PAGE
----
Despite New Rules, Google Product Search Merchants Not Providing Accurate Tax & Shipping Costs

google-product-search-logoShoppers using Google Product Search are sometimes being misled by incorrect tax and shipping information in search results. And that’s despite Google’s recent crackdown on merchants who either omit tax and shipping details, or list false/incorrect data in their product feeds.

Back on March 14th, Google announced new rules for Product Search merchants. Among those new rules were requirements that merchants include tax and shipping costs in their product feeds. The original deadline for this was June 6th, but on June 1st Google extended the deadline until September 1st.

Now, more than two months later, and with the holiday shopping season right in front of us, many merchants are still leaving out tax and shipping costs and/or including false or incorrect costs.

Examples: Merchants Not Including Tax & Shipping

Consider this search for a Toy Story Power Wheels toy.


Three of the 21 merchants haven’t included tax and shipping costs: Fingerhut, Wall Of Fame and Timeless Home Decors. Google searchers would probably like to know that all three do have shipping charges, ranging from $11.32 at Timeless Home Decors to $29.99 at Fingerhut.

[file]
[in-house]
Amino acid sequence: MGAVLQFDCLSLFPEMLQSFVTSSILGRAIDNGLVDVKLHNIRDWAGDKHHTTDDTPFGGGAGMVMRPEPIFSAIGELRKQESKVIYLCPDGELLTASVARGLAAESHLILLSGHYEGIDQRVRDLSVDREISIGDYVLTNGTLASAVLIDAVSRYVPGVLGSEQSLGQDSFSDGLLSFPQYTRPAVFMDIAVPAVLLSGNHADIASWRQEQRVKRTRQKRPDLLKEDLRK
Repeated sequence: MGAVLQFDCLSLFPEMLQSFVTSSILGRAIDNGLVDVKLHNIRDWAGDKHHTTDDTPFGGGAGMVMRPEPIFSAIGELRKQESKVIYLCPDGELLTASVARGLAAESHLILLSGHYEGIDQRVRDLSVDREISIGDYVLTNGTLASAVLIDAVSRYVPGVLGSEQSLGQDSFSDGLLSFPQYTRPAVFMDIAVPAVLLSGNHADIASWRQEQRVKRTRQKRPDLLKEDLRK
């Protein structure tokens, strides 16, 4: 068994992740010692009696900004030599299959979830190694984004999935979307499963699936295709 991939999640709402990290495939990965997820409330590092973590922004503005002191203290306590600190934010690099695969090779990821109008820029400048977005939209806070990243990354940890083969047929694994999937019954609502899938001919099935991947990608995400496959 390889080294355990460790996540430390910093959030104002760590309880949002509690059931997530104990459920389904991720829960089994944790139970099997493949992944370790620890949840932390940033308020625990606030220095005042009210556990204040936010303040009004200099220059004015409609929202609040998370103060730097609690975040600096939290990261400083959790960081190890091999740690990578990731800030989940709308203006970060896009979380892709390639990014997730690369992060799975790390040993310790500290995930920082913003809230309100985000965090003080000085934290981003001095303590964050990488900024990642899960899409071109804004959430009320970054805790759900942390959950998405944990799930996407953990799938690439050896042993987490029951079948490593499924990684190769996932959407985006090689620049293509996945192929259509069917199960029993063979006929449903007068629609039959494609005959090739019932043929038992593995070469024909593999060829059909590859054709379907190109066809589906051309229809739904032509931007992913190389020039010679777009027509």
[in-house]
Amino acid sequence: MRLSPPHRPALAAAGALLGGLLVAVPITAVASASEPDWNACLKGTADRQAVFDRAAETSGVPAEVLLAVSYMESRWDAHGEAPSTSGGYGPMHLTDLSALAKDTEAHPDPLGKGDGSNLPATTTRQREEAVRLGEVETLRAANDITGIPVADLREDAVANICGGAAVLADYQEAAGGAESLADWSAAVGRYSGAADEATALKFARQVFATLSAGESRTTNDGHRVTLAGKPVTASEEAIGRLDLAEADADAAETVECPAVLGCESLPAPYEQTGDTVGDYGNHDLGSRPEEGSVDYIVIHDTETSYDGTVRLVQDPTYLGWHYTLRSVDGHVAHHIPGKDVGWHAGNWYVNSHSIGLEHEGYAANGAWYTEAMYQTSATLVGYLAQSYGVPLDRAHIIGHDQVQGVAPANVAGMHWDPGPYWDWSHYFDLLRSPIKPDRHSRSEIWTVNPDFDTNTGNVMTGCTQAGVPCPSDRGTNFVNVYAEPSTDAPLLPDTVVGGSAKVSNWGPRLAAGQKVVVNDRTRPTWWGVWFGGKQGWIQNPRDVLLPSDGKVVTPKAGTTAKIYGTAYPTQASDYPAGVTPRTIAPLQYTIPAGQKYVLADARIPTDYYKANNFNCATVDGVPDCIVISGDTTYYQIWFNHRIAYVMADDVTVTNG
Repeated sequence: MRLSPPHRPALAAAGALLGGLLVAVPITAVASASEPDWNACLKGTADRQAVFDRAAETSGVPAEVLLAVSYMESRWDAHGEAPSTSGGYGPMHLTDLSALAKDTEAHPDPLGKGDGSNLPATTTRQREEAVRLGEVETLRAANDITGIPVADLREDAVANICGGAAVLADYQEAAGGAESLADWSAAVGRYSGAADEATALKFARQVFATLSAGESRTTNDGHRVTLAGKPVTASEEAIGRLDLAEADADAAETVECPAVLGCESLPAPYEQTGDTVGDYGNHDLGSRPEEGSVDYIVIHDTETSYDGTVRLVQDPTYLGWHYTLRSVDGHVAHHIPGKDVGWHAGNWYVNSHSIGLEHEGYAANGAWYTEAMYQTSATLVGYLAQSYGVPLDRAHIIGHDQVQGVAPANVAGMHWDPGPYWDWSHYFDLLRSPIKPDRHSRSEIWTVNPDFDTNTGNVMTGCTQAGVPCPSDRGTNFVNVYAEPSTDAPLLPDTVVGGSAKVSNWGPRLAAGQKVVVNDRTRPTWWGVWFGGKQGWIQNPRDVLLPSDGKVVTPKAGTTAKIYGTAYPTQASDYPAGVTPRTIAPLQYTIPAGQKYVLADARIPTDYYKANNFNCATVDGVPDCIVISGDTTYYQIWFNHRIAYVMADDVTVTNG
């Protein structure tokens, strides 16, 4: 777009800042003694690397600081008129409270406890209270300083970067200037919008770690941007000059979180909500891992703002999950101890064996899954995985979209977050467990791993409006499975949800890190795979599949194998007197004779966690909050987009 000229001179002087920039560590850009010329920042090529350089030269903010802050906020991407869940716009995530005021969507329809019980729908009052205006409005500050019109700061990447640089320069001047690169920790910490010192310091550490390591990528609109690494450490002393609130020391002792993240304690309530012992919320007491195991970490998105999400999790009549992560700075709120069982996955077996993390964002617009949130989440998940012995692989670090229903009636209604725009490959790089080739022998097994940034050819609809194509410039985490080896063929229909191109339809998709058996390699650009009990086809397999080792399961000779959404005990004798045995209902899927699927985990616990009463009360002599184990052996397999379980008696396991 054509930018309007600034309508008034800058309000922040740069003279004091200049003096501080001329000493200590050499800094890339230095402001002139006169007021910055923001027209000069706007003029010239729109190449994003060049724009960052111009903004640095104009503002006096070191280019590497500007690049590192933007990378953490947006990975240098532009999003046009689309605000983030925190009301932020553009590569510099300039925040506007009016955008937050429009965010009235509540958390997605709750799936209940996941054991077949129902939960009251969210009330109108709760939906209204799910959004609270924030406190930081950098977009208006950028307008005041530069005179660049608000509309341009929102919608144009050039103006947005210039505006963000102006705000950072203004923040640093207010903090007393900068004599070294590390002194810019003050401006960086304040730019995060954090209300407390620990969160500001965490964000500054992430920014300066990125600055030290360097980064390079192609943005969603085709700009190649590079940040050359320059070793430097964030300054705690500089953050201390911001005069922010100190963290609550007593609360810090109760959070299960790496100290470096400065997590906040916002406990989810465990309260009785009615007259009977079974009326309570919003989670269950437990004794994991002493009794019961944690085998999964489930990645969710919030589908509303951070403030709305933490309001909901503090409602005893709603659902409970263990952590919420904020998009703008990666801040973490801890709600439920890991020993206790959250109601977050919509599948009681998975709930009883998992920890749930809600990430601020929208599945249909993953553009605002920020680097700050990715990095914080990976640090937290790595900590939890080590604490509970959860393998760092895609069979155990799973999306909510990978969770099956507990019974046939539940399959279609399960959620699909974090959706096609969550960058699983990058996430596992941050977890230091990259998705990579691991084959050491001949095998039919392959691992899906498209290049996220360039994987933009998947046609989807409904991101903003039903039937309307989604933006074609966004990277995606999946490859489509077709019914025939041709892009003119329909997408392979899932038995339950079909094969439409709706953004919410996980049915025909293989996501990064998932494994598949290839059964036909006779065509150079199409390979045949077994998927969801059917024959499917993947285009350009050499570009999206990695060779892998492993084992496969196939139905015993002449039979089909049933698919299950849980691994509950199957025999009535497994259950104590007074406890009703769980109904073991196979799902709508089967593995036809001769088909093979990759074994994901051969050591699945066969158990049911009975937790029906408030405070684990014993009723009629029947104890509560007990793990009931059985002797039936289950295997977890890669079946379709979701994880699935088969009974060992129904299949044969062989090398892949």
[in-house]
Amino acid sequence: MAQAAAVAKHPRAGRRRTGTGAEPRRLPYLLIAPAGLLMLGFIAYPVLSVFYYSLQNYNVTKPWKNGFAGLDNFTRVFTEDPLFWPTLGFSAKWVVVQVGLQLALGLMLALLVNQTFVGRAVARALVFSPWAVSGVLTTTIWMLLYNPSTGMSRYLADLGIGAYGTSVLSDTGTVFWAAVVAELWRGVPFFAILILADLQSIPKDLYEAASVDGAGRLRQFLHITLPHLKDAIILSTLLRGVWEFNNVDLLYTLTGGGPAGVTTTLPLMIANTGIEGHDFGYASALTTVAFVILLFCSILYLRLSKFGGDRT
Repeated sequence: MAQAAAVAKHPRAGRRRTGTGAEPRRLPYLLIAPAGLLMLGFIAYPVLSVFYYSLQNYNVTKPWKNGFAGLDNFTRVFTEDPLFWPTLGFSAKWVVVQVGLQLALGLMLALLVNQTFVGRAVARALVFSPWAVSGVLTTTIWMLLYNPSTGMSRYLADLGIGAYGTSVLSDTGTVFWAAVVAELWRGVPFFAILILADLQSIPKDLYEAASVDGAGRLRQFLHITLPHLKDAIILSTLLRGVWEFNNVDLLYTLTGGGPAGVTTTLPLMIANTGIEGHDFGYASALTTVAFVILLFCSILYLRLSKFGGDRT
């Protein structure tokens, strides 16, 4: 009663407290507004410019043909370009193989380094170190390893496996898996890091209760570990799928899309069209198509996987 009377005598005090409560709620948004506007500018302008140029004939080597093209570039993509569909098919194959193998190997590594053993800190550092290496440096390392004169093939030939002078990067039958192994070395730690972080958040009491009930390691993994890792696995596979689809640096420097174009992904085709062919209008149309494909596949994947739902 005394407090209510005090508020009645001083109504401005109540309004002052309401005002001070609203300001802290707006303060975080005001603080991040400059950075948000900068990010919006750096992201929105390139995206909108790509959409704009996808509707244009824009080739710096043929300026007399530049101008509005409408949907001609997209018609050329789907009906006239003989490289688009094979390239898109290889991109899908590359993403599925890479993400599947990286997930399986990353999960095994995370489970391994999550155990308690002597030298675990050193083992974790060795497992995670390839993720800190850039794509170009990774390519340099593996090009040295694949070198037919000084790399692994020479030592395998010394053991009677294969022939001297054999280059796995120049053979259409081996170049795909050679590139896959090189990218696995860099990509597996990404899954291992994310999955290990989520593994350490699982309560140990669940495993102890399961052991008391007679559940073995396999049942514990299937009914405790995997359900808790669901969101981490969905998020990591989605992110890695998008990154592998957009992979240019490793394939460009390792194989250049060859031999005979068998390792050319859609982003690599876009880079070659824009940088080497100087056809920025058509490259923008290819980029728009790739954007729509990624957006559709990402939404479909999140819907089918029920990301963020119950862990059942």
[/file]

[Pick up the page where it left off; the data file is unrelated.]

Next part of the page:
Despite Google’s rules, this doesn’t appear to be an isolated case. On a search for this Seattle Mariners comforter set, eight out of 26 merchants aren’t showing tax and shipping costs. One out of 13 merchants selling this Sony DVD player doesn’t list tax and shipping costs. Seven out of 28 merchants selling this Epson printer don’t show tax and shipping costs. There are 23 merchants selling this indoor heater, but only 11 of them show tax and shipping costs.

You get the picture.

Examples: Merchants Showing False/Incorrect Tax & Shipping

As poor as the user experience is when searchers can’t see tax and shipping costs, it’s worse when the tax and shipping costs shown in Google Product Search are wrong.

Consider this search for a Toy Story Lego product.


The eBay seller “rskcollectibles” lists shipping as $6.10, but when I go to buy the item, that price applies to buyers near the sellers’ location. For me, shipping to Washington state is just under $12 — about double what shows in Google Product Search.

Right above that eBay seller is, which lists free shipping and no tax in Google Product Search. But that’s not accurate. Click through to the website and searchers will discover that shipping is only free on orders above $75. Since this toy is about $54, shipping is actually $6.99.


Further up the page, the “Bumble Buy” listing also lists free tax and shipping, but when I click through to their web site (which requires registering a new account if I want to even begin the ordering process), I’m told that there actually will be shipping costs.


It gets worse because, if I click beyond this page, Bumble Buy sends me to to buy the item where, okay, shipping is free because the item costs more than $25. But, as a Washington resident, I have to pay tax — and that’s not what Bumble Buy indicated in Google Product Search. (And really Google, what’s with allowing Amazon affiliates to have listings in Google Product Search? I’m not too thrilled about the fact that I just registered an account on a shell website that sends me to Amazon to actually buy stuff.)